When Toronto drafted Rafael Araujo they did it because they felt they needed a big man for the future to complement Chris Bosh. This was a nice idea; the only problem was he wasn’t actually good enough to fit the role. As a team you can’t decide what you need, and plug in the best available, you have to try to find the guy you believe to be the best available. People have been talking about the Timberwolves and what they will do if Kyrie Irving is available at 2. It’s a no brainer that if they believe Irving to be the best, they have to take him and figure out which of him or Rubio is not a franchise point guard. If you are in the Lottery, you don’t have many very good players, so one of the best available guys should always fill a need.
3. Lack of Desire
This is the toughest pitfall to avoid because it is the only one you cannot tell. If Jonas Valenciunas is taken number one, I can tell you the Cavaliers have fallen into both Pitfall 1 and 2, but I cannot tell you about this one. I know if a team is drafting based on need right away, and I know if a team is mainly relying on workouts right away. What I do not know right away is that player’s desire. It is in almost every players interest to appear to have a desire to succeed, but once their money is guaranteed, whether they still care is hard to tell. However, there are certainly signs to look for. If it is said a player has a detached demeanor, perhaps they do not have the desire to go in the paint, and physically contribute. Thanks to Andrea Bargnani for teaching me that, the player who meets this is Donatas Motiejunas. The other, maybe even more alarming indication of a lack of desire is the, “well rounded young man.” He might say stuff like, “basketball isn’t the most important thing in my life.” Perhaps as a kid he preferred playing saxophone. This is the type of guy who skips the most important game of his life for a college graduation. I’m not going to mention my examples name, but he is now overweight on Phoenix, and his last name rhymes with farter.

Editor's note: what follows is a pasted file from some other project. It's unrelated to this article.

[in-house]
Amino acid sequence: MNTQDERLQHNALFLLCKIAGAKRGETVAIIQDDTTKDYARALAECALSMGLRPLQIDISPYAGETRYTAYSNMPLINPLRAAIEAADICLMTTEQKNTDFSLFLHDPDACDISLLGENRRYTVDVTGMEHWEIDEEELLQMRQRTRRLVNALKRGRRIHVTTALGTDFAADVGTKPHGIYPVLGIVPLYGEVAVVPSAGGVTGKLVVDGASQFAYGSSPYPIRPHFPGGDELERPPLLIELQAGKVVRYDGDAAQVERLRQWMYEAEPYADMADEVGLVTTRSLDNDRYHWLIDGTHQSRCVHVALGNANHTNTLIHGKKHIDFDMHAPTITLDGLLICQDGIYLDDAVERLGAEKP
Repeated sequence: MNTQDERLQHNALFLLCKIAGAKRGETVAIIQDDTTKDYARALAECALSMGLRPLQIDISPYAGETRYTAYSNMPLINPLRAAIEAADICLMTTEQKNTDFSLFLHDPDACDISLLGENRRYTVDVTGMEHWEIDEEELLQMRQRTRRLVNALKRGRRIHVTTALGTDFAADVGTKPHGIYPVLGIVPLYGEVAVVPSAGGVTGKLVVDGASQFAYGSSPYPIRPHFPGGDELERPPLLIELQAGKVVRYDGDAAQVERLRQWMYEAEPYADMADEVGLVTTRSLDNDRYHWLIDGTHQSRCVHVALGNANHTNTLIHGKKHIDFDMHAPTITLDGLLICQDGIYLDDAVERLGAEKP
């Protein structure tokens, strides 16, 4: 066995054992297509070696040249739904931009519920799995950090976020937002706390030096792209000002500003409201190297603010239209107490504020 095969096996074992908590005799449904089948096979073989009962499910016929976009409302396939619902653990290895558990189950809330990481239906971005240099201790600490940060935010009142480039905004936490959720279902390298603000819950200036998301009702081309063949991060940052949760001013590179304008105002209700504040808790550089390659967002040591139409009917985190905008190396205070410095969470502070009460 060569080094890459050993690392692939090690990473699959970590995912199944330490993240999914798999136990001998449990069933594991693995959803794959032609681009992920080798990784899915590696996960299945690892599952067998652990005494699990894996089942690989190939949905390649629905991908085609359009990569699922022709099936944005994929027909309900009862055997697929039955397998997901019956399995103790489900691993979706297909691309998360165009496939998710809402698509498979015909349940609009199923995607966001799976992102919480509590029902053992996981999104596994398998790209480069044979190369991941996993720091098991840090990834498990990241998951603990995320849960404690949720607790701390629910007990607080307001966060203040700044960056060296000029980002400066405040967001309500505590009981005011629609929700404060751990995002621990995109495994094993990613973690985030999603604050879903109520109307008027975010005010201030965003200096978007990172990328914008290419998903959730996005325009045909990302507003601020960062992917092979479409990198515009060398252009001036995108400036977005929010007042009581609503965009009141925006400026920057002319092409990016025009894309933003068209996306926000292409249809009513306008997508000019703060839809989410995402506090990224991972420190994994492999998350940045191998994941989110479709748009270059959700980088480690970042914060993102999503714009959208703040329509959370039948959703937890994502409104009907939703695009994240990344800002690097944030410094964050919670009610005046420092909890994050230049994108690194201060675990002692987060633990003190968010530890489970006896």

So with these pitfalls being accounted for, which of the Raptors potential picks has the best chance to fail and succeed? It is said the Raptors are down to Kawhi Leonard, Jonas Valanciunas, Brandon Knight, and Bismack Biyombo. Who has the best chance to succeed, and perhaps more importantly, who is most likely to fail? I will do my best for you the reader to rank who is most likely a mistake pick, to who is the best pick for the Toronto Raptors.